Are Neurosurgeons Impacted By “The July Effect?”

Category: Spine Surgery, Surgeons | Author: Stefano Sinicropi | Date: May 26, 2016

surgeon july effect

The July Effect is a medical theory that suggests that more medical and surgical errors occur during the month of July. This is the month in which fourth year medical students become interns and residents advance to higher levels of training, when they inevitably face greater challenges and more responsibility.

The July Effect

It’s a theory based in sound logic, but do the numbers actually support the claims that there are more medical errors in July? Researchers out of Columbia University decided to put the theory to the test when it comes to neurosurgery. For their study, researchers examined over 16,000 neurosurgical operations recorded in the American College of Surgeons National Surgical Quality Improvement Program database (ACS NSQIP). The patients they examined underwent one of four operations: Spine surgery, cranial surgery, open vascular surgery and subarachnoid hemorrhage. Researchers also tracked post-operative outcomes and the quarter during which the surgery was performed, with Q1 representing July-September, Q2 representing October-December, Q3 representing January-March and Q4 representing April-June.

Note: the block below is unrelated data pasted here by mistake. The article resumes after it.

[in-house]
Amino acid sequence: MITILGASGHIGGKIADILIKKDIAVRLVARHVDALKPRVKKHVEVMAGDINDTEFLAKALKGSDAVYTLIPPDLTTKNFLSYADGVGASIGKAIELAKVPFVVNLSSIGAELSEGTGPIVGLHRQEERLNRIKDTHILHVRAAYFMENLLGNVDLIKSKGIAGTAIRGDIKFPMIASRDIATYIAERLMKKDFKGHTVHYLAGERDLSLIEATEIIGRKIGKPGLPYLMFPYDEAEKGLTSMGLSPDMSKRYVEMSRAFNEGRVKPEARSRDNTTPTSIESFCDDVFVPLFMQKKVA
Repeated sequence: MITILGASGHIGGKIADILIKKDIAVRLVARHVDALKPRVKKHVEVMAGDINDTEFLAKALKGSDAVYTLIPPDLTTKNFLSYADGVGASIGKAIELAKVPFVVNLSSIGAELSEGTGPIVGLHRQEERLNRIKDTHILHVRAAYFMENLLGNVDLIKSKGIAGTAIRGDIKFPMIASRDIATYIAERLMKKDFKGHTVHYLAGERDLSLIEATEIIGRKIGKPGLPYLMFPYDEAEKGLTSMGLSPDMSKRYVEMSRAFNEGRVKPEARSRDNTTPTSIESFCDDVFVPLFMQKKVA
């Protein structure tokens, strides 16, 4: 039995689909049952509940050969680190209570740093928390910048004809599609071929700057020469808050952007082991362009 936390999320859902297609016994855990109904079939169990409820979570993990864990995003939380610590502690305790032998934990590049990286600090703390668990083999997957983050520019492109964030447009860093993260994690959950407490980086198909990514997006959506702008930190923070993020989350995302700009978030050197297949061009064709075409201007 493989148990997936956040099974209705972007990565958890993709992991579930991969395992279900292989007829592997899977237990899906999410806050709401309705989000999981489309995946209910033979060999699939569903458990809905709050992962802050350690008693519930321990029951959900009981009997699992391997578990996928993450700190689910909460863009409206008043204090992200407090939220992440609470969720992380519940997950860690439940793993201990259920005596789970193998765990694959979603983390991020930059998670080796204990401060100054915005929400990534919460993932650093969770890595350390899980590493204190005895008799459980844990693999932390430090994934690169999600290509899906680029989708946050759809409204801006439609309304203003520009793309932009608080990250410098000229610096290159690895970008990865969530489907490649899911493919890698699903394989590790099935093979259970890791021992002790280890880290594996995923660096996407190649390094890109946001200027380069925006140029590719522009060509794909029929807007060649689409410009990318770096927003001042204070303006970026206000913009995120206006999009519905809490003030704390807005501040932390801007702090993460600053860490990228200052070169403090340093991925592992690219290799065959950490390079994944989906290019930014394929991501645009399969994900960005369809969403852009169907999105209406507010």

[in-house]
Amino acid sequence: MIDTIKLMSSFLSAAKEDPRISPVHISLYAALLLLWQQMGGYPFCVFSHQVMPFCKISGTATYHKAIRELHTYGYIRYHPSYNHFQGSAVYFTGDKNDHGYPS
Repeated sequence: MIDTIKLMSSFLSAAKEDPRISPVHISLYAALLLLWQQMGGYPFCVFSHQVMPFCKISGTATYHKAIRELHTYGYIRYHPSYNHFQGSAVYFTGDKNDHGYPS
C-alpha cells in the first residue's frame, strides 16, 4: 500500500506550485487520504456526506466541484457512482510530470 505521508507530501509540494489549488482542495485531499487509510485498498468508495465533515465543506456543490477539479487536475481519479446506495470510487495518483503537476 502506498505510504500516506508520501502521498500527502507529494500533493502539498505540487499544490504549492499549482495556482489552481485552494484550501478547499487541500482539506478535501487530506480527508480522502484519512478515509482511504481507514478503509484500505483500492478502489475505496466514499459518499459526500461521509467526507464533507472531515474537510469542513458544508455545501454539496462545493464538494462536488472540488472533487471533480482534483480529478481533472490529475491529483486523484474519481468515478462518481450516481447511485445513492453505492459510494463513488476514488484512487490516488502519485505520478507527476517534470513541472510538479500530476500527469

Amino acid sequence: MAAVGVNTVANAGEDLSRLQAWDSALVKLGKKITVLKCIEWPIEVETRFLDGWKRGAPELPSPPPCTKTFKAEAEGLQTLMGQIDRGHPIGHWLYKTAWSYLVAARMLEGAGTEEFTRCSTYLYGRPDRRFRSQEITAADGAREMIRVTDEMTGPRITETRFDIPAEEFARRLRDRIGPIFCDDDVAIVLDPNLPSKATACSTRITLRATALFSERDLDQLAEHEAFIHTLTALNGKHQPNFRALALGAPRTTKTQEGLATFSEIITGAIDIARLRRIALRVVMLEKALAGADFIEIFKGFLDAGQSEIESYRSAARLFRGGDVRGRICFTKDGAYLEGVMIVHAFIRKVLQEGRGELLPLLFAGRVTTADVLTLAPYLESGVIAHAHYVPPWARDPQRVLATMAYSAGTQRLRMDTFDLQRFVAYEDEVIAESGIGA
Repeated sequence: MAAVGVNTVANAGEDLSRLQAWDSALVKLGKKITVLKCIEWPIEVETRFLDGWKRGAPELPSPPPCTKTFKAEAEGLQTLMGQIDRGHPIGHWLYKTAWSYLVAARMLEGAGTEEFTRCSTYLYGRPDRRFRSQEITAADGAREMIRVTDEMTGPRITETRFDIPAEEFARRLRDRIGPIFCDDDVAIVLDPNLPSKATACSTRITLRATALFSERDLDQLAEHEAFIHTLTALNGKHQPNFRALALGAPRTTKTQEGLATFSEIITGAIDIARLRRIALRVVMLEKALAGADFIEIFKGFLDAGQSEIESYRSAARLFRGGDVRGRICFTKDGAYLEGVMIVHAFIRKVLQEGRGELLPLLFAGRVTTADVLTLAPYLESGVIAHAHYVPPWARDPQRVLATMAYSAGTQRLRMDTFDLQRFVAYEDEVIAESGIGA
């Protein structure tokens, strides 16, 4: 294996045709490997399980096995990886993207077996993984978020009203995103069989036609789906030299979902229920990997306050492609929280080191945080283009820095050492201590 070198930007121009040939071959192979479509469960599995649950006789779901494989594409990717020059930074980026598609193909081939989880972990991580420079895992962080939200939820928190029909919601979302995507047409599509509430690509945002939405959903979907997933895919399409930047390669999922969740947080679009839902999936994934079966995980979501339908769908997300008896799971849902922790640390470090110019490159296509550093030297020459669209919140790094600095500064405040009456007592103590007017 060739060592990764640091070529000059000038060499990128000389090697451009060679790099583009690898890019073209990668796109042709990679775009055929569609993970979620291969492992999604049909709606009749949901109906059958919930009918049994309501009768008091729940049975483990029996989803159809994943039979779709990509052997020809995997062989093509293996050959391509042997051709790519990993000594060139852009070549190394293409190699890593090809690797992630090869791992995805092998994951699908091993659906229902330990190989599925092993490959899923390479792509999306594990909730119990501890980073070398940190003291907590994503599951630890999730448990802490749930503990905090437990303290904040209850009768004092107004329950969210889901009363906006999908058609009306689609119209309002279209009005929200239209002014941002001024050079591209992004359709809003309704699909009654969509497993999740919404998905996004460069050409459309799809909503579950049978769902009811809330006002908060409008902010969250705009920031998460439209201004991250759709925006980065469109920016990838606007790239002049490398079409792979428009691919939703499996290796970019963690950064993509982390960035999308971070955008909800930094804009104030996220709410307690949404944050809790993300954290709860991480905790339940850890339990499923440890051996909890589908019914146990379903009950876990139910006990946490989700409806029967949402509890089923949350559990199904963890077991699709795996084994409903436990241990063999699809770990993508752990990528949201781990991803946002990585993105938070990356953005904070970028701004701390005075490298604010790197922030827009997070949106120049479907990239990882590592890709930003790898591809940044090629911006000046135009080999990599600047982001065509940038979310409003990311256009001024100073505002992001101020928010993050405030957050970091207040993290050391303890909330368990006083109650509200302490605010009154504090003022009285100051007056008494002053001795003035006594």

July Effect Study Results

After looking at the data, researchers uncovered:

  • There was no statistical difference in neurosurgical patient outcomes (complications or mortality rates) when comparing surgeries from Q1 to Q4.
  • There was no evidence of decreased efficiency during Q1 compared to Q4.
  • There was a slight increase in the rate of surgical complications during Q1 for surgeries involving junior residents, which was attributed to a modest increase in transfusions and an increase in the rate of repeated operations observed for cases involving senior resident participation.

In the end, while the study authors noted that the July transition period is “fraught with clinical challenges,” the statistics show that there is “no clear evidence for an increase in rates of morbidity or mortality during this transition period. If there is a July Effect, the effect size is probably too small to detect.”

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